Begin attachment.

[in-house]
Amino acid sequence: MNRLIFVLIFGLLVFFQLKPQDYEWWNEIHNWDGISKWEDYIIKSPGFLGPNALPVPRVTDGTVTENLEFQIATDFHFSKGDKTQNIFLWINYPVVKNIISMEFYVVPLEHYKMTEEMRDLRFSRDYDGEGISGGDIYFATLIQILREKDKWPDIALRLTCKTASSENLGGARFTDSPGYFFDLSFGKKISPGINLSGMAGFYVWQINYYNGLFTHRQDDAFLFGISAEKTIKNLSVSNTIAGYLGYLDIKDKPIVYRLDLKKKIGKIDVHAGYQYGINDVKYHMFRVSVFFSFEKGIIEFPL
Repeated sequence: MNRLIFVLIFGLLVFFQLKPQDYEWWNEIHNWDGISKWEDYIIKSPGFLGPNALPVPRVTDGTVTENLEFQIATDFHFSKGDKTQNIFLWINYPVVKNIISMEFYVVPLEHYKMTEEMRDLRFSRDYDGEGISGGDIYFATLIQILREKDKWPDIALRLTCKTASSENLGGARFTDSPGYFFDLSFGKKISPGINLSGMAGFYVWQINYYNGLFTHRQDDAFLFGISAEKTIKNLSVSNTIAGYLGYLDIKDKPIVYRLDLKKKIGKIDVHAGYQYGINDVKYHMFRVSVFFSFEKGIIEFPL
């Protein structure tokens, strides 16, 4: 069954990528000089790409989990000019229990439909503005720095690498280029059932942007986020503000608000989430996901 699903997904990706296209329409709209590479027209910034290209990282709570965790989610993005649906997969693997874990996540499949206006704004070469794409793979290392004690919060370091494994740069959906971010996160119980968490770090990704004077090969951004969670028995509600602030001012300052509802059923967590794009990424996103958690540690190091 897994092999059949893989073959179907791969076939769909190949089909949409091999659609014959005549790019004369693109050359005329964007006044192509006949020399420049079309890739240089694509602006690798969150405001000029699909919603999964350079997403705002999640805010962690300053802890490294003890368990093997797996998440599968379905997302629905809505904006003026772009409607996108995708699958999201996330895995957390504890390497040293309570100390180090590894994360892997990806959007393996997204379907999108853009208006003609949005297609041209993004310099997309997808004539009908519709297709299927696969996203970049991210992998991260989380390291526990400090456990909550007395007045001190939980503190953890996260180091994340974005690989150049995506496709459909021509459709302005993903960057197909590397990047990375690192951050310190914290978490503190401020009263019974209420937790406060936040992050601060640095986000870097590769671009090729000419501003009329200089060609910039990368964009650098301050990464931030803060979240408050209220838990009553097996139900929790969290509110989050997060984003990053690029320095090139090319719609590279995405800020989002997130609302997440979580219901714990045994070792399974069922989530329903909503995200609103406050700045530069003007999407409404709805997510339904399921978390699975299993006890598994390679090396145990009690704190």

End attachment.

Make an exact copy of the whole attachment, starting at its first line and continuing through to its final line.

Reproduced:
[in-house]
Amino acid sequence: MNRLIFVLIFGLLVFFQLKPQDYEWWNEIHNWDGISKWEDYIIKSPGFLGPNALPVPRVTDGTVTENLEFQIATDFHFSKGDKTQNIFLWINYPVVKNIISMEFYVVPLEHYKMTEEMRDLRFSRDYDGEGISGGDIYFATLIQILREKDKWPDIALRLTCKTASSENLGGARFTDSPGYFFDLSFGKKISPGINLSGMAGFYVWQINYYNGLFTHRQDDAFLFGISAEKTIKNLSVSNTIAGYLGYLDIKDKPIVYRLDLKKKIGKIDVHAGYQYGINDVKYHMFRVSVFFSFEKGIIEFPL
Repeated sequence: MNRLIFVLIFGLLVFFQLKPQDYEWWNEIHNWDGISKWEDYIIKSPGFLGPNALPVPRVTDGTVTENLEFQIATDFHFSKGDKTQNIFLWINYPVVKNIISMEFYVVPLEHYKMTEEMRDLRFSRDYDGEGISGGDIYFATLIQILREKDKWPDIALRLTCKTASSENLGGARFTDSPGYFFDLSFGKKISPGINLSGMAGFYVWQINYYNGLFTHRQDDAFLFGISAEKTIKNLSVSNTIAGYLGYLDIKDKPIVYRLDLKKKIGKIDVHAGYQYGINDVKYHMFRVSVFFSFEKGIIEFPL
């Protein structure tokens, strides 16, 4: 069954990528000089790409989990000019229990439909503005720095690498280029059932942007986020503000608000989430996901 699903997904990706296209329409709209590479027209910034290209990282709570965790989610993005649906997969693997874990996540499949206006704004070469794409793979290392004690919060370091494994740069959906971010996160119980968490770090990704004077090969951004969670028995509600602030001012300052509802059923967590794009990424996103958690540690190091 897994092999059949893989073959179907791969076939769909190949089909949409091999659609014959005549790019004369693109050359005329964007006044192509006949020399420049079309890739240089694509602006690798969150405001000029699909919603999964350079997403705002999640805010962690300053802890490294003890368990093997797996998440599968379905997302629905809505904006003026772009409607996108995708699958999201996330895995957390504890390497040293309570100390180090590894994360892997990806959007393996997204379907999108853009208006003609949005297609041209993004310099997309997808004539009908519709297709299927696969996203970049991210992998991260989380390291526990400090456990909550007395007045001190939980503190953890996260180091994340974005690989150049995506496709459909021509459709302005993903960057197909590397990047990375690192951050310190914290978490503190401020009263019974209420937790406060936040992050601060640095986000870097590769671009090729000419501003009329200089060609910039990368964009650098301050990464931030803060979240408050209220838990009553097996139900929790969290509110989050997060984003990053690029320095090139090319719609590279995405800020989002997130609302997440979580219901714990045994070792399974069922989530329903909503995200609103406050700045530069003007999407409404709805997510339904399921978390699975299993006890598994390679090396145990009690704190």